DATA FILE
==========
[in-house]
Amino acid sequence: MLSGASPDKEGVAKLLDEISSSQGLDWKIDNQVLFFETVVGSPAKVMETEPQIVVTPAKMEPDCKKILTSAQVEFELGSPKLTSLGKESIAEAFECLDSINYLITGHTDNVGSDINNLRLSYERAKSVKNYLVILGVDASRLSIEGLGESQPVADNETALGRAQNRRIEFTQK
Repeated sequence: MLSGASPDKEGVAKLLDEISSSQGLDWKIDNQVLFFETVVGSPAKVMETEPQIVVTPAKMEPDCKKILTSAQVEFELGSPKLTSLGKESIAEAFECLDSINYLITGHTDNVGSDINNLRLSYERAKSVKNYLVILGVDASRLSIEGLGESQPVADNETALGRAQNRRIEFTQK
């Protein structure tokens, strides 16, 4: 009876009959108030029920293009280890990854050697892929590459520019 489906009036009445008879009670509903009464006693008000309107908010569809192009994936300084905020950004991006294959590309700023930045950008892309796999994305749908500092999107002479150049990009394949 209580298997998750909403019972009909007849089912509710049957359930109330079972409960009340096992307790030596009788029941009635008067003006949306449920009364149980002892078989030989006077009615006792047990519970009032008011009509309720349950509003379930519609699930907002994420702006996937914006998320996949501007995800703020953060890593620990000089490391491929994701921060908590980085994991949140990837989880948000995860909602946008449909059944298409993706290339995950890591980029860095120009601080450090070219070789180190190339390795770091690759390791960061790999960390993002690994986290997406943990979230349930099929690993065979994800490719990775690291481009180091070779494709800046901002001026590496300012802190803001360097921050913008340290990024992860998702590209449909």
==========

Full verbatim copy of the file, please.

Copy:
[in-house]
Amino acid sequence: MLSGASPDKEGVAKLLDEISSSQGLDWKIDNQVLFFETVVGSPAKVMETEPQIVVTPAKMEPDCKKILTSAQVEFELGSPKLTSLGKESIAEAFECLDSINYLITGHTDNVGSDINNLRLSYERAKSVKNYLVILGVDASRLSIEGLGESQPVADNETALGRAQNRRIEFTQK
Repeated sequence: MLSGASPDKEGVAKLLDEISSSQGLDWKIDNQVLFFETVVGSPAKVMETEPQIVVTPAKMEPDCKKILTSAQVEFELGSPKLTSLGKESIAEAFECLDSINYLITGHTDNVGSDINNLRLSYERAKSVKNYLVILGVDASRLSIEGLGESQPVADNETALGRAQNRRIEFTQK
């Protein structure tokens, strides 16, 4: 009876009959108030029920293009280890990854050697892929590459520019 489906009036009445008879009670509903009464006693008000309107908010569809192009994936300084905020950004991006294959590309700023930045950008892309796999994305749908500092999107002479150049990009394949 209580298997998750909403019972009909007849089912509710049957359930109330079972409960009340096992307790030596009788029941009635008067003006949306449920009364149980002892078989030989006077009615006792047990519970009032008011009509309720349950509003379930519609699930907002994420702006996937914006998320996949501007995800703020953060890593620990000089490391491929994701921060908590980085994991949140990837989880948000995860909602946008449909059944298409993706290339995950890591980029860095120009601080450090070219070789180190190339390795770091690759390791960061790999960390993002690994986290997406943990979230349930099929690993065979994800490719990775690291481009180091070779494709800046901002001026590496300012802190803001360097921050913008340290990024992860998702590209449909």